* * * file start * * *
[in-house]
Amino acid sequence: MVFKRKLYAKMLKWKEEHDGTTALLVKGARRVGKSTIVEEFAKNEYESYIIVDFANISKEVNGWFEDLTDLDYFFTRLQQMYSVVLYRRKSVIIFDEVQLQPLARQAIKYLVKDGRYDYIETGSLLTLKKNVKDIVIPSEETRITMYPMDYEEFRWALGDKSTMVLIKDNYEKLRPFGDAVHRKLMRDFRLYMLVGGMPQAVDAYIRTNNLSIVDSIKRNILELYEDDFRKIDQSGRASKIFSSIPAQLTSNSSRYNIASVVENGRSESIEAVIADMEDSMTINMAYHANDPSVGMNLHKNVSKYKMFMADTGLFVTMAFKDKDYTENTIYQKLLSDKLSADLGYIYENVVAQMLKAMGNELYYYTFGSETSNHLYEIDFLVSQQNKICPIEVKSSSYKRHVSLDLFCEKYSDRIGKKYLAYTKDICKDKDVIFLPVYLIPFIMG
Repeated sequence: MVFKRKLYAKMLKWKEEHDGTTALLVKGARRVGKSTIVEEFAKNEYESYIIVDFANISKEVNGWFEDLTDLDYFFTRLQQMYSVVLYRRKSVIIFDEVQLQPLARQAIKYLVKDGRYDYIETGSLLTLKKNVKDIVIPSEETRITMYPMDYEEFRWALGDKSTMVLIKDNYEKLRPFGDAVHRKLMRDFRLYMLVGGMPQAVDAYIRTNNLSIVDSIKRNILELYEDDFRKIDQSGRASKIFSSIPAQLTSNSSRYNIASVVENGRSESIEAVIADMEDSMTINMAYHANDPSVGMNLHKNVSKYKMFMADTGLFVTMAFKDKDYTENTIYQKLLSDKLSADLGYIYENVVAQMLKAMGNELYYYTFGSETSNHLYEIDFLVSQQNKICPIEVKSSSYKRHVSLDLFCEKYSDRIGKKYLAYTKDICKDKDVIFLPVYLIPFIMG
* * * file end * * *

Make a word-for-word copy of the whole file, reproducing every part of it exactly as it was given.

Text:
[in-house]
Amino acid sequence: MVFKRKLYAKMLKWKEEHDGTTALLVKGARRVGKSTIVEEFAKNEYESYIIVDFANISKEVNGWFEDLTDLDYFFTRLQQMYSVVLYRRKSVIIFDEVQLQPLARQAIKYLVKDGRYDYIETGSLLTLKKNVKDIVIPSEETRITMYPMDYEEFRWALGDKSTMVLIKDNYEKLRPFGDAVHRKLMRDFRLYMLVGGMPQAVDAYIRTNNLSIVDSIKRNILELYEDDFRKIDQSGRASKIFSSIPAQLTSNSSRYNIASVVENGRSESIEAVIADMEDSMTINMAYHANDPSVGMNLHKNVSKYKMFMADTGLFVTMAFKDKDYTENTIYQKLLSDKLSADLGYIYENVVAQMLKAMGNELYYYTFGSETSNHLYEIDFLVSQQNKICPIEVKSSSYKRHVSLDLFCEKYSDRIGKKYLAYTKDICKDKDVIFLPVYLIPFIMG
Repeated sequence: MVFKRKLYAKMLKWKEEHDGTTALLVKGARRVGKSTIVEEFAKNEYESYIIVDFANISKEVNGWFEDLTDLDYFFTRLQQMYSVVLYRRKSVIIFDEVQLQPLARQAIKYLVKDGRYDYIETGSLLTLKKNVKDIVIPSEETRITMYPMDYEEFRWALGDKSTMVLIKDNYEKLRPFGDAVHRKLMRDFRLYMLVGGMPQAVDAYIRTNNLSIVDSIKRNILELYEDDFRKIDQSGRASKIFSSIPAQLTSNSSRYNIASVVENGRSESIEAVIADMEDSMTINMAYHANDPSVGMNLHKNVSKYKMFMADTGLFVTMAFKDKDYTENTIYQKLLSDKLSADLGYIYENVVAQMLKAMGNELYYYTFGSETSNHLYEIDFLVSQQNKICPIEVKSSSYKRHVSLDLFCEKYSDRIGKKYLAYTKDICKDKDVIFLPVYLIPFIMG